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How do I phrase this line better -

"<..Blah Blah.. Explaining what my problems are..>. It'll be really helpful if you can allow me a day's absence. Would this be possible?"

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closed as primarily opinion-based by tchrist, TrevorD, aedia λ, MετάEd, Kris Aug 29 '13 at 8:51

Many good questions generate some degree of opinion based on expert experience, but answers to this question will tend to be almost entirely based on opinions, rather than facts, references, or specific expertise.If this question can be reworded to fit the rules in the help center, please edit the question.

    
Just say “It’d be really helpful if you could give me a day off.” –  tchrist Aug 28 '13 at 22:27
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This question appears to be off-topic because it is a writing advice request. –  MετάEd Aug 29 '13 at 3:03

3 Answers 3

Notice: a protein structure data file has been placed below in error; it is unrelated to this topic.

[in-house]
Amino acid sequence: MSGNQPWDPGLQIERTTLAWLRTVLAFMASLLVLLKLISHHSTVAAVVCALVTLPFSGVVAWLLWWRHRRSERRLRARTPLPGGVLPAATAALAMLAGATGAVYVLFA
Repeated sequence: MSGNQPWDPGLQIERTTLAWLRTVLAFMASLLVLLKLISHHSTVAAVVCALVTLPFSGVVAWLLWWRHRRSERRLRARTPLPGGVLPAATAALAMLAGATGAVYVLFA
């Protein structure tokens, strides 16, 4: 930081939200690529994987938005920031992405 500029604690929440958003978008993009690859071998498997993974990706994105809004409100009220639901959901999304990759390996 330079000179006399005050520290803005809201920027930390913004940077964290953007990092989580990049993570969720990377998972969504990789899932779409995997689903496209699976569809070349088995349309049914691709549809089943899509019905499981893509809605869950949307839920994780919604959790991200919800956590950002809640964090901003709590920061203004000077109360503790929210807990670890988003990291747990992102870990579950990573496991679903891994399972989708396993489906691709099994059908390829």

In BrEng "allow me a day's absence" is perfectly OK but quite formal. It all depends who you are asking and whether you feel you can be less formal, in which case use Cyberherbalist's alternatives.

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In the UK, I would be asking to take one day of my annual leave.

Day off sounds a bit like a special favour, and possibly without pay.

Depending on the industry and situation, taking a day of one's annual leave allowance ought to be a reasonable request.

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+1. I'd say "allow me a day's leave". Especially as we have various types of leave here: Sick leave, holiday leave, maternity leave, etc. –  Ste Aug 29 '13 at 7:29

Keeping in mind that there may be a difference between British and American on this point, "allow me a day's absence" is OK, but would be more likely to be phrased "allow me a day off" or even better "could let me have a day off".

Anyway, a "day off" or an "hour off" is the way to put it. "Off" in this case means to be "off work".

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